Year of the Villain is upon us, friends! There are crazy things happening all over the DC Multiverse right now—I mean, have you read DCeased?!and it’s finally starting to bleed into the titles of our most popular, most beloved superheroes.

It’s only fitting that the Flash’s introduction to Year of the Villain is titled “Death of the Speed Force.” The Flash #76, which kicks off this pivotal storyline, has to deal with the aftermath of Barry Allen travelling back through time (“My name is Barry Allen and I’m addicted to changing the timeline…”) and the damage this has wrought on two current members of Team Flash—Wallace West and Avery Ho.

By the way, can I just take a moment here and say how much I adore Avery and am thrilled to see her make a return to the regular Flash series?

I’ve always felt that The Flash is at its best when dealing with issues of family. Family can be everything from spouses and children to a chosen tribe, and when it comes to Barry Allen, there’s a reason we refer to his gang of speedsters as “The Flash Family.” Williamson zeroes in on it with Barry’s return.

Now, Barry Allen is something of a stalwart character. I don’t often credit him with shifting and changing. He is steadfast. His personality is a literary foil to his superpowers, which is actually one of his most compelling character traits. However, in The Flash #76 Barry displays some pretty phenomenal character growth. I mentioned earlier that there are some incredible events and changes in the pages of this series, but Barry has remained the lightning rod for all of the young characters under his tutelage.

They’re going to need it. I won’t spoil too much of what happens in this issue, but just when it appears that Wallace and Avery are being moved by the changes Barry has exhibited—including the introduction of the first ever “Flash Cave”—one of my favorite Flash baddies shows up to herald the end of something pretty incredibly integral to the rules of this universe.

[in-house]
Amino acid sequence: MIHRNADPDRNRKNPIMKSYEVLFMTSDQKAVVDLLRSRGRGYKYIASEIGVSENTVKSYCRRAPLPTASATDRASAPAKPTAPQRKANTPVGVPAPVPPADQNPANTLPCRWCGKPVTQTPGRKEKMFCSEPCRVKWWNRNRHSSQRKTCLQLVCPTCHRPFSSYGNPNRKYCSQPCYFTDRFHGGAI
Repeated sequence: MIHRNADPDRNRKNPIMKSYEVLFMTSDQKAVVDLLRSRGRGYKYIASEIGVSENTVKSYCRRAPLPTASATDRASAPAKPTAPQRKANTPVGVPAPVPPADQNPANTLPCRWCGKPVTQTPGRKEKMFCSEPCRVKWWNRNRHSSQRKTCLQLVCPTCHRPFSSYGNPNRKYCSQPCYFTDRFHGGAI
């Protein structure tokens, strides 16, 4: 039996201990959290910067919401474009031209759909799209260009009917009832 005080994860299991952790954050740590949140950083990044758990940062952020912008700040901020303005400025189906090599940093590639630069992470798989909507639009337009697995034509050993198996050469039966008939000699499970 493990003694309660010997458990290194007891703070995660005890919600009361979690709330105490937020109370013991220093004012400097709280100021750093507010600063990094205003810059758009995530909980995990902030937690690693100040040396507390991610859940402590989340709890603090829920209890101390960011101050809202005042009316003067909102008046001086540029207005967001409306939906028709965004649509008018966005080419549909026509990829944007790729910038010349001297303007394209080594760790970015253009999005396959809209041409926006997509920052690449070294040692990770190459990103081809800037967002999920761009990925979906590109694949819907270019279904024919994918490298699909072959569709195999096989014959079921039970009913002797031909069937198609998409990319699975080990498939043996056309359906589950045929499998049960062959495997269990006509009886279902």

Okay, minor spoilers, consider yourself warned:

A Black Flash shows up to herald the death of…well, okay, I won’t spoil that! Black Flashes are so freaking cool, though, and I have to admit that I cheer and do a little geek dance whenever they pop up to be the literal bearers of bad news. Eeeeee!

This is really a perfect beginning to Year of the Villain. The Flash #76 effortlessly wraps up the most integral portions of the previous storyline while thoughtfully pivoting to the next big twist. Williamson and artist Rafa Sandoval working together execute a masterful heightening of stakes for Barry, Wallace, Avery and everyone else on panel. For a perfect example, you need look no further than when the Black Flash reveals himself to the Flash Family, all at once. It allows each and every character to have a reaction to the severity of the situation. The focus may be on the Flash’s nightmarish embodiment of death, but if you look a little deeper in the art, you can see it. Avery and Wallace’s sheer terror. Commander Cold’s curiosity. Steadfast’s…ahem…sage-like observation. (At least, until it’s not…but that’s all I’ll say about that.)

Plus, when you give me an issue of The Flash that reintroduces the Rogues I am always on board! The focus in issue #76 may be on Barry and his family, but we do get to see the results of the final few pages of The Flash #75, where Lex Luthor made his ubiquitous offer to Captain Cold. Leonard Snart not only accepted Lex’s offer, but he’s brought his old pal Heat Wave along for the ride. Sandoval does an exceptional job at creating two incredibly distinct silhouettes for the two of them. Snart and Rory are back on their evil nonsense and as Year of the Villain plays out, I’m hyped to see how much damage they can get up to.

With an emphasis on DC’s deep well of evildoers, Year of the Villain seems to be shining its spotlight on characters we haven’t seen in a while. It’s great to see some of the Rogues back in the spotlight, and I can’t wait to see who else shows up in DC’s other monthly comics. (People like…oh, maybe Black Mask?) This is the promise of Year of the Villain, from my perspective, and The Flash #76 appears to be backing me up!

Be sure to hop over to Twitter and share what you thought of this issue and where you think things are going now that the Speed Force seems to be dying. I’ll tell you one thing—it’s going to make the wait for issue #77 feel that much longer!

The Flash #76 by Joshua Williamson, Rafa Sandoval, Jordi Tarragona and Tomeu Morey is now available in print and as a digital download.

Ashley V. Robinson writes about TV, movies and comics for and is a regular contributor to the Couch Club, our weekly television column. You can find her on Twitter at @AshleyVRobinson and on the Jawiin YouTube channel.